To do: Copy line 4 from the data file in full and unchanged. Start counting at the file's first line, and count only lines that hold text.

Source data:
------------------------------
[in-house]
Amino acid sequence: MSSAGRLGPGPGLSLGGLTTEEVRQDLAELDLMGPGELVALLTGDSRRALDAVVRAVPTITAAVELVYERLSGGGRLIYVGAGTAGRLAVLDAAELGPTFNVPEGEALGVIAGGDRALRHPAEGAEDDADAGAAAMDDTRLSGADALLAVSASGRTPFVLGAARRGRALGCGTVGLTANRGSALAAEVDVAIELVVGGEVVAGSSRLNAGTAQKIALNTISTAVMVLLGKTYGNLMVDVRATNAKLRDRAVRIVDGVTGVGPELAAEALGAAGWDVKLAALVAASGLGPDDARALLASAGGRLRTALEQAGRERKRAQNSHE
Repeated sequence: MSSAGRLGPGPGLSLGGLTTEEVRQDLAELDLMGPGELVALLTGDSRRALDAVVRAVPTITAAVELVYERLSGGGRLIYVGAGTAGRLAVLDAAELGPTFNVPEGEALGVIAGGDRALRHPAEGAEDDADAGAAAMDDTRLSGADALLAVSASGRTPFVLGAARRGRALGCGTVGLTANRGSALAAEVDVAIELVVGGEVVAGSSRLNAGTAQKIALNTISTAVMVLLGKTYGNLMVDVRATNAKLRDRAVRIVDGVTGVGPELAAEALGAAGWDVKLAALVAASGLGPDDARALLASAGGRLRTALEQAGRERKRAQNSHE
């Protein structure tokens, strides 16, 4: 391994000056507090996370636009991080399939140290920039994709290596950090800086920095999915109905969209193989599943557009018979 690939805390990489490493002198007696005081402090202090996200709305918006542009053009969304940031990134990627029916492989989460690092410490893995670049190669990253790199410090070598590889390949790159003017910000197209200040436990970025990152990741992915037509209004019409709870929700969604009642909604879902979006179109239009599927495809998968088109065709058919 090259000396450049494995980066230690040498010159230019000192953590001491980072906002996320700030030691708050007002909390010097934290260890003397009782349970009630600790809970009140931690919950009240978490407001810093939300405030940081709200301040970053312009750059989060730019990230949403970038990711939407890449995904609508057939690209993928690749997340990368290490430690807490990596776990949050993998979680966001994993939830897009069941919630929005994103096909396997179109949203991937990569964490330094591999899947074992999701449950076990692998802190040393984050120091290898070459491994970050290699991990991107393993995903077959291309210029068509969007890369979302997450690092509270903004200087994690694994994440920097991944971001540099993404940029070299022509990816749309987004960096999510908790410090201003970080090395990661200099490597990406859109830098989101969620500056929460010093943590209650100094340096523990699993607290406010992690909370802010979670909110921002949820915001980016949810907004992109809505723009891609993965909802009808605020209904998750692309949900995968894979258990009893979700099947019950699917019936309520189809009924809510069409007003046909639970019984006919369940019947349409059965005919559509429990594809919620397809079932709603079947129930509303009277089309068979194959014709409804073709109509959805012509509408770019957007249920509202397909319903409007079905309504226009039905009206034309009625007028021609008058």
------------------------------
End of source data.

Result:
């Protein structure tokens, strides 16, 4: 391994000056507090996370636009991080399939140290920039994709290596950090800086920095999915109905969209193989599943557009018979 690939805390990489490493002198007696005081402090202090996200709305918006542009053009969304940031990134990627029916492989989460690092410490893995670049190669990253790199410090070598590889390949790159003017910000197209200040436990970025990152990741992915037509209004019409709870929700969604009642909604879902979006179109239009599927495809998968088109065709058919 090259000396450049494995980066230690040498010159230019000192953590001491980072906002996320700030030691708050007002909390010097934290260890003397009782349970009630600790809970009140931690919950009240978490407001810093939300405030940081709200301040970053312009750059989060730019990230949403970038990711939407890449995904609508057939690209993928690749997340990368290490430690807490990596776990949050993998979680966001994993939830897009069941919630929005994103096909396997179109949203991937990569964490330094591999899947074992999701449950076990692998802190040393984050120091290898070459491994970050290699991990991107393993995903077959291309210029068509969007890369979302997450690092509270903004200087994690694994994440920097991944971001540099993404940029070299022509990816749309987004960096999510908790410090201003970080090395990661200099490597990406859109830098989101969620500056929460010093943590209650100094340096523990699993607290406010992690909370802010979670909110921002949820915001980016949810907004992109809505723009891609993965909802009808605020209904998750692309949900995968894979258990009893979700099947019950699917019936309520189809009924809510069409007003046909639970019984006919369940019947349409059965005919559509429990594809919620397809079932709603079947129930509303009277089309068979194959014709409804073709109509959805012509509408770019957007249920509202397909319903409007079905309504226009039905009206034309009625007028021609008058």